We live in a world that is run on false pretense and lies. Sciences and politics that used to hold true yet have since been outmoded are still paving the roads of modern “breakthroughs”. This is all only relevant to mark the significance of what Bruce Lipton is saying in his book, the Biology of Belief.
In short but not summary, Biology is wrong. By wrong I don’t mean to say that we have no cells and we are actually not breathing or eating to sustain life. By wrong I mean that the Newtonian physics that have been used to guide researchers and cell biologists to their conclusions in health, medicine and general happenings in the body is rather limited in contrast to Quantum physics, which is actually quite applicable, according to Bruce Lipton, in cell biology research. A symptom or side-effect to a disease or medication can only be traced through a very specific chain mapped out using Newtonian physics where the possibilities span a great deal further with a similar mapping using Quantum physics instead.
Simply, we control what our cells do, be itconsciously or unconsciously. The environment of the cell iseven morecrucialthan the genetics behind it:
“In fact, only 5% of cancer and cardiovascular patients can attribute their disease to heredity. [Willett 2002] While the media made a big hoopla over the discovery of the BRCA1 and BRCA2 breast cancer genes, they failed to emphasize that ninety-five percent of breast cancers are not due to inherited genes. The malignancies in a significant number of cancer patients are derived from environmentally induced epigenetic alterations and not defective genes.” (Lipton, pg 72)
In other words: “DNA does not control biology and the nucleus itself is not the brain of the cell. Just like you and me, cells are shaped by where they live. In other words, it’s the environment…”(Lipton, pg 73)
When matter only exists in its tendency to exist, you’ll find that fewer conclusions can be written in stone. In a book that’s as funny as biology can be, though still reading inevitably close to a text book, Bruce Lipton redefines the cell and its inner workings with computer sciences and quantum physics that were not available when cells were first studied and “understood”. i.e.:
“At that early morning hour I was redefining my understanding of the structural organization of the membrane. Starting first with the lollipop-like phospholipid molecules and noting that they arranged in the membrane like regimented soldiers on parade in perfect alignment. By definition, a structure whose molecules are arranged in regular, repeated pattern is defined as a crystal. There are two fundamental types of crystals. The crystals that most people are familiar with are hard and resilient minerals like diamonds, rubies and even salt. The second kind of crystal has a more fluid structure even though its molecules maintain an organized pattern. Familiar examples of liquid crystals include digital watch faces and laptop computer screens.” (Lipton, pg89- 90)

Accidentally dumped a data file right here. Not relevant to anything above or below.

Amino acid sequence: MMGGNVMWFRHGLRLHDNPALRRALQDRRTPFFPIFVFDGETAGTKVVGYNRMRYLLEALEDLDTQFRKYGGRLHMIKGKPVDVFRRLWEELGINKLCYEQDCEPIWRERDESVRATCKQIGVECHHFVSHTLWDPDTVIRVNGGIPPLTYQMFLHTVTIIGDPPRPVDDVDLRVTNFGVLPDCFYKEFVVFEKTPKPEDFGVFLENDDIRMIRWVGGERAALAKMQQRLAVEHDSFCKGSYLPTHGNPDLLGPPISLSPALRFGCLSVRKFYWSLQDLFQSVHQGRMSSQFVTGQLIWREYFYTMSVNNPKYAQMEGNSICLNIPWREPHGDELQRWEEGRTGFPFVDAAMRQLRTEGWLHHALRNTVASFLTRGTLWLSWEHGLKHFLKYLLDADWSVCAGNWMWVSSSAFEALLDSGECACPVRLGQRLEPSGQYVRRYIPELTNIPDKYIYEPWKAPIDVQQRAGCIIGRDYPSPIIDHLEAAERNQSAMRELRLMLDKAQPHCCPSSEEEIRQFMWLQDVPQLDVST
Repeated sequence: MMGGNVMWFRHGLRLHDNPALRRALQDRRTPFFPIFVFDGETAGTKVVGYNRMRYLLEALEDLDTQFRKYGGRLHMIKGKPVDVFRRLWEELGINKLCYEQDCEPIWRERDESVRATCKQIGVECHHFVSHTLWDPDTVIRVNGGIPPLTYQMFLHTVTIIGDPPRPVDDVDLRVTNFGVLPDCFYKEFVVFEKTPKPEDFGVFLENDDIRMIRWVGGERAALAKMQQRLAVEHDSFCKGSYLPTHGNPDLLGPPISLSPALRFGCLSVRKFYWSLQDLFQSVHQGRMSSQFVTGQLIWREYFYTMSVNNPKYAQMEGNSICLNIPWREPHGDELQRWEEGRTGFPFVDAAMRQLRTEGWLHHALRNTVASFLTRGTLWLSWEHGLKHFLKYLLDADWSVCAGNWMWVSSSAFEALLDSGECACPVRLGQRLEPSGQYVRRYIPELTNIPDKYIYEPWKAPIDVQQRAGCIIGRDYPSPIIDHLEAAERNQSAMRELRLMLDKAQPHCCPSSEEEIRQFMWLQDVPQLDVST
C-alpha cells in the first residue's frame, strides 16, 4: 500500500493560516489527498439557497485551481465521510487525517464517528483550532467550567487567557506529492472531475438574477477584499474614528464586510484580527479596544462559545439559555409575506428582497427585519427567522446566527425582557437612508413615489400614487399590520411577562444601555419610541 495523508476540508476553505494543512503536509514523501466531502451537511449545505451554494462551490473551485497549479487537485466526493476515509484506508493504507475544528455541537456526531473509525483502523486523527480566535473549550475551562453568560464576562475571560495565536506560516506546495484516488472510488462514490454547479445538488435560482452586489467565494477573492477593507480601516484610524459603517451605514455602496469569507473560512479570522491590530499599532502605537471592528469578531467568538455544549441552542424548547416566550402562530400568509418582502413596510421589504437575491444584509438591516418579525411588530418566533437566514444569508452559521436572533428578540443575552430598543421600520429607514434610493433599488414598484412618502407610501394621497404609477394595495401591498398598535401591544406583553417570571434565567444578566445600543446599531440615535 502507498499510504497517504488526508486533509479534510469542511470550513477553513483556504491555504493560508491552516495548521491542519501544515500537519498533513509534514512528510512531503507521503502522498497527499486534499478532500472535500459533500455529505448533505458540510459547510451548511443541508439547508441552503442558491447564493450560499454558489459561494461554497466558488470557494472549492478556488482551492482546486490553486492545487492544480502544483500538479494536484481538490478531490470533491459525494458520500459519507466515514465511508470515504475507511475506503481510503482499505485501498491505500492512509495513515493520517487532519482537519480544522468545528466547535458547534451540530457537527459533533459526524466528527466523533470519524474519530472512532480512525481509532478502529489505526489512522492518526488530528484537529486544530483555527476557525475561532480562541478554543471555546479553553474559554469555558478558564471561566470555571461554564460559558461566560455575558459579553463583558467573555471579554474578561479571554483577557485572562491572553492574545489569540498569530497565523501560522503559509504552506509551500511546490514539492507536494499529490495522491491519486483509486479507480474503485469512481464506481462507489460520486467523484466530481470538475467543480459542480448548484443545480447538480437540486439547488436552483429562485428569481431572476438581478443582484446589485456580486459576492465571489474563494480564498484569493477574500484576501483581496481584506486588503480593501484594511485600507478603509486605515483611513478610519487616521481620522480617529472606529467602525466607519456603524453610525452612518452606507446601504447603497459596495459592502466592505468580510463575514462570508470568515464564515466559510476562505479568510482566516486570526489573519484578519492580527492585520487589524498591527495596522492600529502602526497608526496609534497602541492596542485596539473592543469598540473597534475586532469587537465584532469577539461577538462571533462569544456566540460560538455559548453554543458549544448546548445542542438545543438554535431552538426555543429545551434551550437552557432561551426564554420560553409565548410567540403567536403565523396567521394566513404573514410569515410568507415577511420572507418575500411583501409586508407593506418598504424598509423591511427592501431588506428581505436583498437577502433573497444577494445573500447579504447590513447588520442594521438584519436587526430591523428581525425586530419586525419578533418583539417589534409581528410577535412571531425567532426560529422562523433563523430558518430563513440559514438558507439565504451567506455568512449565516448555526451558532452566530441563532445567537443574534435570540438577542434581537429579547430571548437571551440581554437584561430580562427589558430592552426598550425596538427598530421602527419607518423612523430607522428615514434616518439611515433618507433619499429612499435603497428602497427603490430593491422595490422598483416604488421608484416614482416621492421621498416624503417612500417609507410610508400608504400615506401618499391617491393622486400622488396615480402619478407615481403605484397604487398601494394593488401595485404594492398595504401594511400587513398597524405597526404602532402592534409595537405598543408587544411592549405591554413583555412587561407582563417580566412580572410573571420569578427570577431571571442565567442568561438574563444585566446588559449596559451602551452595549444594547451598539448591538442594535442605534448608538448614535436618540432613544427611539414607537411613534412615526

Lipton was able to conclude that the membrane is a liquid crystal. Additionally, Lipton continues his defining by noting that only some things may pass through the membrane while others can not. The membrane is a semiconductor. Lastly, Lipton notes that a membrane has receptor or “gate” and channel molecules. The membrane contains gates and channels. Lipton’s final description of the membrane is “The membrane is a liquid crystal semiconductor with gates and channels.” This redefined cell is important because of it’s similarity in definition to a computer chip. A crystal semiconductor with gates and channels. In other words, cell membranes and computer chips are structurally and functionally equivalent. This hypothesis was confirmed in 1997 by an Australian research consortium headed by B.A.Cornell when they successfully turned a biological cell membrane into a digital-readout computer chip.
My first question after the first few chapters of this book was “how does belief fit into any of this?”Not too long after my question Bruce responded with the placebo effect. A placebo as many people know is a sugar-pill that really shouldn’t help the body any more than any other sugar you put in your mouth and swallow. However there is incredible evidence showing that many human ailments are at the very least relieved by these placebos. In fact some people taking placebos will suffer from the common side effects that the pill they think they are taking exhibits. Take most medications on an empty stomach and you’ll feel nauseous. Take a placebo on an empty stomach, you might just get a stomach ache.
The fact that you believe the pill will work makes it work. Hence, your belief controls your biology. Bruce Lipton goes further in his epilogue to explain what all of this information thrown together and analyzed means. The spiritual implications alone are enough to keep you turning the pages. If you are not interested in spirituality then the possible physical and mental benefits you could experience through controlling and changing your day to day beliefs is more than worth paying attention to.
All in all the Biology of Belief is one of the more informative and interesting books I’ve read. Biology coupling with Quantum physics could just be the beginning of a very enlightened society. Quantum Biology coupling with some intense and positive beliefs could take that same enlightened society and cause them to change the world and everyone, thing in it. It would be in violation of every moral fiber in my body not to recommend this book to others.
For more information visit www.brucelipton.com